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Asian American Discrimination in Harvard Admissions

Peter Arcidiacono (), Josh Kinsler () and Tyler Ransom ()
Additional contact information
Peter Arcidiacono: Duke University
Josh Kinsler: University of Georgia

No 13172, IZA Discussion Papers from Institute of Labor Economics (IZA)

Abstract: Detecting racial discrimination using observational data is challenging because of the presence of unobservables that may be correlated with race. Using data made public in the SFFA v. Harvard case, we estimate discrimination in a setting where this concern is mitigated. Namely, we show that there is a substantial penalty against Asian Americans in admissions with limited scope for omitted variables to overturn the result. This is because (i) Asian Americans are substantially stronger than whites on the observables associated with admissions and (ii) the richness of the data yields a model that predicts admissions extremely well. Our preferred model shows that Asian Americans would be admitted at a rate 19% higher absent this penalty. Controlling for one of the primary channels through which Asian American applicants are discriminated against — the personal rating — cuts the Asian American penalty by less than half, still leaving a substantial penalty.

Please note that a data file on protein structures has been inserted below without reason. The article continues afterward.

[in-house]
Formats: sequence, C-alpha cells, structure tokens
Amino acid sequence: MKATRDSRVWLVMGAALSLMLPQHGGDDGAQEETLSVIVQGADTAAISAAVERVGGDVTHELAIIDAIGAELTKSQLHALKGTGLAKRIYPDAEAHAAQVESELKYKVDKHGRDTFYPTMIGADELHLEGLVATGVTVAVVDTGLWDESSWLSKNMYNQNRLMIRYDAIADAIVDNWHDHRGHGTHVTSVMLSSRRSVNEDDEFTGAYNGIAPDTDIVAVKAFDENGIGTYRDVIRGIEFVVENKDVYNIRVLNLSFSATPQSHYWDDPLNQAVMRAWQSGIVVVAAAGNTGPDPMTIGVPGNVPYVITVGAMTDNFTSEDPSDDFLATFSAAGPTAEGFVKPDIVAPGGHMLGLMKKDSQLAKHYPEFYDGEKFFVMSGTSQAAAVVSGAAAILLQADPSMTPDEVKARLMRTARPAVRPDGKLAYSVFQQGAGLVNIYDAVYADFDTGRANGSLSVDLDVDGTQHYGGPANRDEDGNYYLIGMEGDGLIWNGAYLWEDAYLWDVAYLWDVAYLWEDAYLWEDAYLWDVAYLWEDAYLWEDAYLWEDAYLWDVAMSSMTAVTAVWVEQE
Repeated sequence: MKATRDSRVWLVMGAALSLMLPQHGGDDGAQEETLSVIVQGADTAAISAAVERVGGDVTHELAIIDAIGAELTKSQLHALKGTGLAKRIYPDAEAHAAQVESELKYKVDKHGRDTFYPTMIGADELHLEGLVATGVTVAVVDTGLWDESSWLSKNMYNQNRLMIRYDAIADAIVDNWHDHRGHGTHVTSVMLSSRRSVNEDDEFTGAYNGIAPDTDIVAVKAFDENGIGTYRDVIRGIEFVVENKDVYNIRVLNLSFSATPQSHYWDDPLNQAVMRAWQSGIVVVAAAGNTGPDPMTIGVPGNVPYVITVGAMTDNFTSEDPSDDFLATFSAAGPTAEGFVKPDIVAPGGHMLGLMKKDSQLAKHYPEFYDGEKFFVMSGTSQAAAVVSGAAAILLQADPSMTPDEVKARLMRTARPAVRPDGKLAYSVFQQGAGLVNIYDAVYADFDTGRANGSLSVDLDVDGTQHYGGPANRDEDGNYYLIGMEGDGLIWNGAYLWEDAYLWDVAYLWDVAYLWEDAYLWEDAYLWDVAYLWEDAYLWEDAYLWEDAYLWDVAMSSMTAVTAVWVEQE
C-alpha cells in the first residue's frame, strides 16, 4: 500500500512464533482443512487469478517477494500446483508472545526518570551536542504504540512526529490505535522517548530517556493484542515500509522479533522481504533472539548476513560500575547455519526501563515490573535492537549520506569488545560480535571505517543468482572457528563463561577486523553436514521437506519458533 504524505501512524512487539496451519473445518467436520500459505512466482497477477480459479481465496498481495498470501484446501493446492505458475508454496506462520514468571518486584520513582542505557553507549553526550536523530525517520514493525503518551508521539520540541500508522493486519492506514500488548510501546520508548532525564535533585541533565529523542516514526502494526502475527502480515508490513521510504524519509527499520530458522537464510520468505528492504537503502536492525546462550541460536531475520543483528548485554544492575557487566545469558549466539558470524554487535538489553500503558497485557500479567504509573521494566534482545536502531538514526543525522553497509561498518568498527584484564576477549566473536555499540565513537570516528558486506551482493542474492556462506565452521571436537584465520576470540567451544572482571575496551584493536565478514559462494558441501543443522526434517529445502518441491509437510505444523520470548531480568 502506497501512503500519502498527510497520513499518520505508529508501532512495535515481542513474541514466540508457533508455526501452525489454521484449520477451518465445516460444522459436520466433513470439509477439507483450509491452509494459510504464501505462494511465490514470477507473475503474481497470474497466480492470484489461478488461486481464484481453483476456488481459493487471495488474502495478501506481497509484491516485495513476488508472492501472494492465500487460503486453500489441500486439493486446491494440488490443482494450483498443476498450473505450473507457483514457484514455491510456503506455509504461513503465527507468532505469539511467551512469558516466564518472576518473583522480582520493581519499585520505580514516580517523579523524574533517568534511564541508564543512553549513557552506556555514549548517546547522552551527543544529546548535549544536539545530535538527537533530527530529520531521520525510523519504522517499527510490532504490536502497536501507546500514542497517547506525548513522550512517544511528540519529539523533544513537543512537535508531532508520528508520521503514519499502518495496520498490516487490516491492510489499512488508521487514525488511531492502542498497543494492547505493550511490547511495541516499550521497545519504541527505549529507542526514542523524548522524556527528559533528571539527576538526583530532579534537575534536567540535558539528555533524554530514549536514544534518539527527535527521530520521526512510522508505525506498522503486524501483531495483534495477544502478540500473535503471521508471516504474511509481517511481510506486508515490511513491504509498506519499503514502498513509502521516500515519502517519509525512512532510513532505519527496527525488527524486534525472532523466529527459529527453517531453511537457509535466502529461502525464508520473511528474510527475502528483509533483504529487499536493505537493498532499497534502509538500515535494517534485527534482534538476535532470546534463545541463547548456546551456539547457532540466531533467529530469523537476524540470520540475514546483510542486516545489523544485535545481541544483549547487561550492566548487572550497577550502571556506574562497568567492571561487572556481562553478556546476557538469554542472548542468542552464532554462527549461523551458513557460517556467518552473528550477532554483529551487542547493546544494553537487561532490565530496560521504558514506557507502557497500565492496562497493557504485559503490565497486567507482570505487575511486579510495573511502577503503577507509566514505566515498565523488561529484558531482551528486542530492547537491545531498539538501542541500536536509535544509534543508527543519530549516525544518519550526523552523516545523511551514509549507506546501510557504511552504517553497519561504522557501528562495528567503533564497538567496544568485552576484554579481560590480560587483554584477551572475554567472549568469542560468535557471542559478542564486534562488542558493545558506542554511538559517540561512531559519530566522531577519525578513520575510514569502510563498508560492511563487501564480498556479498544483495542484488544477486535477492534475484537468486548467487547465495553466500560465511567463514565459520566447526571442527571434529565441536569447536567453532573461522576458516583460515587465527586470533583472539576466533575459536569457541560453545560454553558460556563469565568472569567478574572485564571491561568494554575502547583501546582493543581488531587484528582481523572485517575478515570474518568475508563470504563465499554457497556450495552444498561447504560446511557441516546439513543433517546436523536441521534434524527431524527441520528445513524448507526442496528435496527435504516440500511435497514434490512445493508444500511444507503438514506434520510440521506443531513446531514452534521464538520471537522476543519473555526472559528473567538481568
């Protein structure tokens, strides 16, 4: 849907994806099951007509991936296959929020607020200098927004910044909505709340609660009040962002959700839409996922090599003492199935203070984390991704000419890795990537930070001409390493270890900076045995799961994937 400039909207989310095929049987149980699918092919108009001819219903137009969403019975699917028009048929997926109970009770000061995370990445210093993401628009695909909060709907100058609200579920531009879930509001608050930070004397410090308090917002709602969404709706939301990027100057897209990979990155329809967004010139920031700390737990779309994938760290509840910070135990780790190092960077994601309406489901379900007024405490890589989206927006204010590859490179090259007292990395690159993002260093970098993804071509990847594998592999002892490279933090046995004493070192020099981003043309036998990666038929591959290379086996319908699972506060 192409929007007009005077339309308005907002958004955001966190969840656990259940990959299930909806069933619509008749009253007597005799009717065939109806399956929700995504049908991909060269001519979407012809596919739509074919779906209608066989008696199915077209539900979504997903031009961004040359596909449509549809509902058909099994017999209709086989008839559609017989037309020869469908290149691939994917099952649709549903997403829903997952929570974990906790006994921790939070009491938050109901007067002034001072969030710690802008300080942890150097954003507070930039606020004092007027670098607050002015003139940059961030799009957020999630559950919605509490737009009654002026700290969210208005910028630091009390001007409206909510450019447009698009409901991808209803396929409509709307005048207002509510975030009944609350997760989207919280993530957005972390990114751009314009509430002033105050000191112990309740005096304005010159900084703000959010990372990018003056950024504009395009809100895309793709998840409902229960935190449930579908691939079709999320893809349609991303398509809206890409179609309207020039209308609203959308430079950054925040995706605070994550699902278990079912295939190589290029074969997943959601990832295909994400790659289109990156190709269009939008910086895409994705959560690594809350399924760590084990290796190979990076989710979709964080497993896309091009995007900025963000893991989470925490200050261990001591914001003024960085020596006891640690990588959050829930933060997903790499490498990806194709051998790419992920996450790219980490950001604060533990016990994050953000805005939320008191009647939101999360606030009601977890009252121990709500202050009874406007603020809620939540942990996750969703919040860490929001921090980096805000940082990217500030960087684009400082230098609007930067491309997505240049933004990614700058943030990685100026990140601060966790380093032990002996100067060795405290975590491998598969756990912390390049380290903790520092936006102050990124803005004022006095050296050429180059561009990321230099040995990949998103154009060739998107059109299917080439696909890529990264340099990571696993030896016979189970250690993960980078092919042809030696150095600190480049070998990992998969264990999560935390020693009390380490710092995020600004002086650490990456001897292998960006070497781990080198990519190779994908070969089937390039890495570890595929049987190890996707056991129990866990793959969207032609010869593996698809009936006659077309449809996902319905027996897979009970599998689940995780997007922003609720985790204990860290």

Keywords: higher education; racial discrimination; college admissions; admissions preference (search for similar items in EconPapers)
JEL-codes: I23 I24 J15 (search for similar items in EconPapers)
Pages: 75 pages
Date: 2020-04
New Economics Papers: this item is included in nep-sea
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Citations: View citations in EconPapers (2) Track citations by RSS feed

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